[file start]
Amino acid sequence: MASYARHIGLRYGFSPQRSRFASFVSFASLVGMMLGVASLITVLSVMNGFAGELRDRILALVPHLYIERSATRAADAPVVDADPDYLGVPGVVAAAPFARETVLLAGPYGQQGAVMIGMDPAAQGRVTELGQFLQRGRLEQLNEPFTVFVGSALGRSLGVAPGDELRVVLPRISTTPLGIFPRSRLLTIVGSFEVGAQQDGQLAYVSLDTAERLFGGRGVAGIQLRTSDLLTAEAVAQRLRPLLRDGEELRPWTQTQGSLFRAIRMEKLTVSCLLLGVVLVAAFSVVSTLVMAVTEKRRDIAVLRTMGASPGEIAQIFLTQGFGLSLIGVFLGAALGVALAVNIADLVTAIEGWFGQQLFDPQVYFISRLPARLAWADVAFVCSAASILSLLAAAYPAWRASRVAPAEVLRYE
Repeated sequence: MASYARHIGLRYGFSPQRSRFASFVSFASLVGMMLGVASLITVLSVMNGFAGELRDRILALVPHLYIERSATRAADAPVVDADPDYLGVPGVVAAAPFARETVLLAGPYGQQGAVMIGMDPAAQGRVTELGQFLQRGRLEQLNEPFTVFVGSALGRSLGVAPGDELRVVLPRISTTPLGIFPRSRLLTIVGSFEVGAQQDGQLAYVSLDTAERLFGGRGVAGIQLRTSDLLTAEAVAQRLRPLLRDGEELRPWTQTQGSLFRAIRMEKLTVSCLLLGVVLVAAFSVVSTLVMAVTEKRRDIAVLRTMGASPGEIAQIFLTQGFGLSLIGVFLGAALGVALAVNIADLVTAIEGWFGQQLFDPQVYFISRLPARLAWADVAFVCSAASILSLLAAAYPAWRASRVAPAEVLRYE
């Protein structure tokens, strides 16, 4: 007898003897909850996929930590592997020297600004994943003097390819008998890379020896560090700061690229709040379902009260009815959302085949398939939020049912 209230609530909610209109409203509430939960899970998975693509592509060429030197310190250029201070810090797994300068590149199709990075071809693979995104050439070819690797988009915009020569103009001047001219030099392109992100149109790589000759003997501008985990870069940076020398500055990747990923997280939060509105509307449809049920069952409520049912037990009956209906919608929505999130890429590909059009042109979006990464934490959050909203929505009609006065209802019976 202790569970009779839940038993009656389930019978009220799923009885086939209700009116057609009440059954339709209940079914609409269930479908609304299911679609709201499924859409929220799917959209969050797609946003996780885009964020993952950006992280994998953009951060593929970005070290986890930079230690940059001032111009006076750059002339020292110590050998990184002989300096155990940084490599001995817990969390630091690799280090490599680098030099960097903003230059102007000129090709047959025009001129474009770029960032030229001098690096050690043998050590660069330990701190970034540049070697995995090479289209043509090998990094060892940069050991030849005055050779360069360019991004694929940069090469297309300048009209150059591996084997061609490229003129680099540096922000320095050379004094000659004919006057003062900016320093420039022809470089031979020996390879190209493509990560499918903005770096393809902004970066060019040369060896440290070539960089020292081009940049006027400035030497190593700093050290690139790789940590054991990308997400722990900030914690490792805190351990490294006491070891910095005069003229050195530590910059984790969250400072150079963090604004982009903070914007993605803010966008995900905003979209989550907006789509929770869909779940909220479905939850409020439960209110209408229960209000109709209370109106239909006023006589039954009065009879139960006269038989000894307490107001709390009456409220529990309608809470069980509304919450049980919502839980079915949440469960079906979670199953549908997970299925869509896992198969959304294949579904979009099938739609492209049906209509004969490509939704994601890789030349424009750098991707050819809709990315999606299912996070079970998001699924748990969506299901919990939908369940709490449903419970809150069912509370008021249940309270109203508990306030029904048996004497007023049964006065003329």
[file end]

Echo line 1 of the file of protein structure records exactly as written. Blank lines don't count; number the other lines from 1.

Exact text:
Amino acid sequence: MASYARHIGLRYGFSPQRSRFASFVSFASLVGMMLGVASLITVLSVMNGFAGELRDRILALVPHLYIERSATRAADAPVVDADPDYLGVPGVVAAAPFARETVLLAGPYGQQGAVMIGMDPAAQGRVTELGQFLQRGRLEQLNEPFTVFVGSALGRSLGVAPGDELRVVLPRISTTPLGIFPRSRLLTIVGSFEVGAQQDGQLAYVSLDTAERLFGGRGVAGIQLRTSDLLTAEAVAQRLRPLLRDGEELRPWTQTQGSLFRAIRMEKLTVSCLLLGVVLVAAFSVVSTLVMAVTEKRRDIAVLRTMGASPGEIAQIFLTQGFGLSLIGVFLGAALGVALAVNIADLVTAIEGWFGQQLFDPQVYFISRLPARLAWADVAFVCSAASILSLLAAAYPAWRASRVAPAEVLRYE